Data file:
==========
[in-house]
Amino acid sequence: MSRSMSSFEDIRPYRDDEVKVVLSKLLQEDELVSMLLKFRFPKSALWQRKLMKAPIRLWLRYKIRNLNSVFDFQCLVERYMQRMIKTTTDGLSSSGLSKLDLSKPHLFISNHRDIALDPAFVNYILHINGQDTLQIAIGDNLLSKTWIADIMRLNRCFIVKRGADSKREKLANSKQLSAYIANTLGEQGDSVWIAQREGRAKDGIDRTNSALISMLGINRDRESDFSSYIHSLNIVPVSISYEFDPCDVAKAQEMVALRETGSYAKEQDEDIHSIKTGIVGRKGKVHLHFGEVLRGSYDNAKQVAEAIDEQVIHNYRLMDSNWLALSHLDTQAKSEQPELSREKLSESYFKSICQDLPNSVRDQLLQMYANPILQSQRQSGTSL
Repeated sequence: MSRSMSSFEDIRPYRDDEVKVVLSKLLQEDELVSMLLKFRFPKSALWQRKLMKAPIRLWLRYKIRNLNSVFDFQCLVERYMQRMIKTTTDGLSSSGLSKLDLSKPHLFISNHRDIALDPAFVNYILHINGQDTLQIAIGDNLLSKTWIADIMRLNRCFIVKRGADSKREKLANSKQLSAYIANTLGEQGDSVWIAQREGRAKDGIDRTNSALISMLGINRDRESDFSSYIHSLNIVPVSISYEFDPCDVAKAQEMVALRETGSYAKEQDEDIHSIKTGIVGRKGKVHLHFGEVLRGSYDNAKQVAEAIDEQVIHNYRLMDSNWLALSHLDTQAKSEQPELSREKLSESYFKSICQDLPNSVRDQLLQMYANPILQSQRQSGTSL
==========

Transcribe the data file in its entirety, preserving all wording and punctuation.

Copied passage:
[in-house]
Amino acid sequence: MSRSMSSFEDIRPYRDDEVKVVLSKLLQEDELVSMLLKFRFPKSALWQRKLMKAPIRLWLRYKIRNLNSVFDFQCLVERYMQRMIKTTTDGLSSSGLSKLDLSKPHLFISNHRDIALDPAFVNYILHINGQDTLQIAIGDNLLSKTWIADIMRLNRCFIVKRGADSKREKLANSKQLSAYIANTLGEQGDSVWIAQREGRAKDGIDRTNSALISMLGINRDRESDFSSYIHSLNIVPVSISYEFDPCDVAKAQEMVALRETGSYAKEQDEDIHSIKTGIVGRKGKVHLHFGEVLRGSYDNAKQVAEAIDEQVIHNYRLMDSNWLALSHLDTQAKSEQPELSREKLSESYFKSICQDLPNSVRDQLLQMYANPILQSQRQSGTSL
Repeated sequence: MSRSMSSFEDIRPYRDDEVKVVLSKLLQEDELVSMLLKFRFPKSALWQRKLMKAPIRLWLRYKIRNLNSVFDFQCLVERYMQRMIKTTTDGLSSSGLSKLDLSKPHLFISNHRDIALDPAFVNYILHINGQDTLQIAIGDNLLSKTWIADIMRLNRCFIVKRGADSKREKLANSKQLSAYIANTLGEQGDSVWIAQREGRAKDGIDRTNSALISMLGINRDRESDFSSYIHSLNIVPVSISYEFDPCDVAKAQEMVALRETGSYAKEQDEDIHSIKTGIVGRKGKVHLHFGEVLRGSYDNAKQVAEAIDEQVIHNYRLMDSNWLALSHLDTQAKSEQPELSREKLSESYFKSICQDLPNSVRDQLLQMYANPILQSQRQSGTSL